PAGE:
Finance Minister Charlie McCreevy has said the EU Commission's decision to mount a challenge to a decision taken by EU finance ministers in November may be a good thing.

The Commission said yesterday it would challenge in the European Court of Justice the ministers' decision not to impose sanctions on France and Germany over their budgetary policy.

The sanctions procedures had been recommended by the European Commission but opposed by a majority of ministers including Charlie McCreevy.

Mr McCreevy told RTE radio the challenge may provide legal certainty for the future, but he also warned that it could throw Commission powers in many other areas into doubt.

He said the move may also make it easier to change the EU Stability & Growth Pact, which underpins the euro and sets strict rules for member states' budget deficits. The Minister would like to see the rules changed to take more account of issues such as the size of the country, levels of debt and the state of the public finances.

EU monetary affairs commissioner Pedro Solbes plans to present new proposals next month on ways of strengthening the pact, which was left in confusion by the events of November.

The Commission was itself divided over whether to launch the court case. 'This had to be done. It is our role as guardian of the treaty to ensure that treaty provisions are upheld, or if not, clarified,' said Gerassimos Thomas, spokesman for Mr Solbes.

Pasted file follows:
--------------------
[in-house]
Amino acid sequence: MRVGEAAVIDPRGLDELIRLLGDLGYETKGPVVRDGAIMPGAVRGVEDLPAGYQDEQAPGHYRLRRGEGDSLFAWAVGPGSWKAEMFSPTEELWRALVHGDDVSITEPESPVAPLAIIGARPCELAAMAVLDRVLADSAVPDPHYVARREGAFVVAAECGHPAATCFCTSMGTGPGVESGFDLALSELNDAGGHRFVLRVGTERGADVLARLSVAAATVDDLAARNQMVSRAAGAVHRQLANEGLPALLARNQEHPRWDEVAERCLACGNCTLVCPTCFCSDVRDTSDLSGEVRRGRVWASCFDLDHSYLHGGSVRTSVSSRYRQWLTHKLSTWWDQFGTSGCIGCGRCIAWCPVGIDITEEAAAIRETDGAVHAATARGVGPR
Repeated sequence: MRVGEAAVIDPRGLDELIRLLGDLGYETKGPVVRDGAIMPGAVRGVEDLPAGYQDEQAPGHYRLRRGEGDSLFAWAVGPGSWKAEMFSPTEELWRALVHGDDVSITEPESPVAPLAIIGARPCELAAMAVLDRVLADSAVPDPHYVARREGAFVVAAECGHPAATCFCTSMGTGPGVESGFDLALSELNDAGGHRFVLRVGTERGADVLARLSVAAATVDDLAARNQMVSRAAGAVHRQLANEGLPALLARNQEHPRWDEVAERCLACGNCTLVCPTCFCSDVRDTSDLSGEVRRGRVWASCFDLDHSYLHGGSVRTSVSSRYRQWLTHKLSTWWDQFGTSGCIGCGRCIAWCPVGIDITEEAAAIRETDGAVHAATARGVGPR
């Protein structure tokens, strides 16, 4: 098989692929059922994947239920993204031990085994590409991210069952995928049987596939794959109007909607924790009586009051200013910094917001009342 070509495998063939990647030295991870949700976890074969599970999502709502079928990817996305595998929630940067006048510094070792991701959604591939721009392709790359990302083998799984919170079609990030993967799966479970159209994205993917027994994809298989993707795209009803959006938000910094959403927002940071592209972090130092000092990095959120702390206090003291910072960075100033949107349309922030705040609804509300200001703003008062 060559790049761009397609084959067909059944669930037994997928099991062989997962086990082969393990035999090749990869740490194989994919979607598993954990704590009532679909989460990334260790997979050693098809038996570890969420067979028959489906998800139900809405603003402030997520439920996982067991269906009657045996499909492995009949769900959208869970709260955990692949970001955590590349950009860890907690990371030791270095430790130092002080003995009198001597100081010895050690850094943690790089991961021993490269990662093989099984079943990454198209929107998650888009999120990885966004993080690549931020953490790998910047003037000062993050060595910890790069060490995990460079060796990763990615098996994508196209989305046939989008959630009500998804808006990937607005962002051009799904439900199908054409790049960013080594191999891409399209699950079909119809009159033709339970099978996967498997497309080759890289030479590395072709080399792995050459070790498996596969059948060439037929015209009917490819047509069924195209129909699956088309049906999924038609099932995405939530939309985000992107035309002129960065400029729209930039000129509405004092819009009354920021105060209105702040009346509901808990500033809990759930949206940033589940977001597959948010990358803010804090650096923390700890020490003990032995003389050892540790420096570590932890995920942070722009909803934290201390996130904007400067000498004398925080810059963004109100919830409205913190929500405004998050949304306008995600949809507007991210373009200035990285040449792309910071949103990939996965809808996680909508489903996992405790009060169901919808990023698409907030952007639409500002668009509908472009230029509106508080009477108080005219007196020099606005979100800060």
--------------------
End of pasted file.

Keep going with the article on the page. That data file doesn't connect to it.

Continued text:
Thomas confirmed, however, that not all the 20 commissioners were in favour of the appeal to the Luxembourg court. Sources say the French, German and British commissioners were against the court option.

Solbes, for his part, said his risky strategy 'has had a great support, even if not all commissioners have agreed on all different aspects of the strategy'.

Commission president Romano Prodi called the decision to take action 'painful' but necessary. 'I know very well that this decision will have consequences, but the rules must be respected,' Prodi told the European Parliament today.

Thomas said the Commission had asked the Court of Justice to use a fast-track procedure so as to deliver a judgement on the case within six months, rather than the two years that a case normally takes.